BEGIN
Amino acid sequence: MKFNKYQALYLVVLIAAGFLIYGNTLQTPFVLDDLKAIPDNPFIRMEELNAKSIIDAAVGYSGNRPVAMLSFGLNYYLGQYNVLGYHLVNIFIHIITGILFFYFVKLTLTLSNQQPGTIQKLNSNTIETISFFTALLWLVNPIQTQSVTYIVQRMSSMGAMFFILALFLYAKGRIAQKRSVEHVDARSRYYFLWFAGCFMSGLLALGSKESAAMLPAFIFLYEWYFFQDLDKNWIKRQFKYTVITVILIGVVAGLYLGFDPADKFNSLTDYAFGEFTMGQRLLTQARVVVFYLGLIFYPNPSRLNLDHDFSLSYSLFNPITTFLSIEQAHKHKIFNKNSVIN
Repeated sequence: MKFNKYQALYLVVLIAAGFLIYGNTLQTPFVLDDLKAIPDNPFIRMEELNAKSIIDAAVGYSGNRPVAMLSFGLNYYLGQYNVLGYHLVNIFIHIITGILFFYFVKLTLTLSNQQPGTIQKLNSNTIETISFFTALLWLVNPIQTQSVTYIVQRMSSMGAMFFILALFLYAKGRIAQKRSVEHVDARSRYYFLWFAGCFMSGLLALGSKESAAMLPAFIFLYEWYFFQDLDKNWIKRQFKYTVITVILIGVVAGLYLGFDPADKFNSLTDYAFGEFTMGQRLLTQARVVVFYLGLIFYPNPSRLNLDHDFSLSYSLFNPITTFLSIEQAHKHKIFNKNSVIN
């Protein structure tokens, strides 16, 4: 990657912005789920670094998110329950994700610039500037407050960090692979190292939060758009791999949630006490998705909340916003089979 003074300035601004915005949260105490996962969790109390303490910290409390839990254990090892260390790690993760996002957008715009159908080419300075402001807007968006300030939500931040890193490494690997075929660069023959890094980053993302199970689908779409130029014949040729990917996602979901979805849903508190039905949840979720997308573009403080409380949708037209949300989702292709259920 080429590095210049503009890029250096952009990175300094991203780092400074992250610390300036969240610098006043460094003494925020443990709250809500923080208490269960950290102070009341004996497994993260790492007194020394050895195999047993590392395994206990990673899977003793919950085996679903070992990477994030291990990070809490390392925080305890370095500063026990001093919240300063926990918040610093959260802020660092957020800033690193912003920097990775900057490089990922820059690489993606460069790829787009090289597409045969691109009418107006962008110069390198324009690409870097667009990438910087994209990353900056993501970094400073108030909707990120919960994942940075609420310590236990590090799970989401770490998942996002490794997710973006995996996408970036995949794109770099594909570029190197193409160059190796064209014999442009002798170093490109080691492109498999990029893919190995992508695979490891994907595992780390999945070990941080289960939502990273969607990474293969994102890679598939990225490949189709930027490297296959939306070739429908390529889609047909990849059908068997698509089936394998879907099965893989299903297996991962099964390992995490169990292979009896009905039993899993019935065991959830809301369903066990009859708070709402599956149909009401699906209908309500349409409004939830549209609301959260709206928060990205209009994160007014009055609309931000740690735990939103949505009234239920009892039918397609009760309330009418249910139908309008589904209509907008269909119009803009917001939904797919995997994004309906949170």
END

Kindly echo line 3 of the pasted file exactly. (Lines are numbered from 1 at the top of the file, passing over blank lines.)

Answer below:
């Protein structure tokens, strides 16, 4: 990657912005789920670094998110329950994700610039500037407050960090692979190292939060758009791999949630006490998705909340916003089979 003074300035601004915005949260105490996962969790109390303490910290409390839990254990090892260390790690993760996002957008715009159908080419300075402001807007968006300030939500931040890193490494690997075929660069023959890094980053993302199970689908779409130029014949040729990917996602979901979805849903508190039905949840979720997308573009403080409380949708037209949300989702292709259920 080429590095210049503009890029250096952009990175300094991203780092400074992250610390300036969240610098006043460094003494925020443990709250809500923080208490269960950290102070009341004996497994993260790492007194020394050895195999047993590392395994206990990673899977003793919950085996679903070992990477994030291990990070809490390392925080305890370095500063026990001093919240300063926990918040610093959260802020660092957020800033690193912003920097990775900057490089990922820059690489993606460069790829787009090289597409045969691109009418107006962008110069390198324009690409870097667009990438910087994209990353900056993501970094400073108030909707990120919960994942940075609420310590236990590090799970989401770490998942996002490794997710973006995996996408970036995949794109770099594909570029190197193409160059190796064209014999442009002798170093490109080691492109498999990029893919190995992508695979490891994907595992780390999945070990941080289960939502990273969607990474293969994102890679598939990225490949189709930027490297296959939306070739429908390529889609047909990849059908068997698509089936394998879907099965893989299903297996991962099964390992995490169990292979009896009905039993899993019935065991959830809301369903066990009859708070709402599956149909009401699906209908309500349409409004939830549209609301959260709206928060990205209009994160007014009055609309931000740690735990939103949505009234239920009892039918397609009760309330009418249910139908309008589904209509907008269909119009803009917001939904797919995997994004309906949170």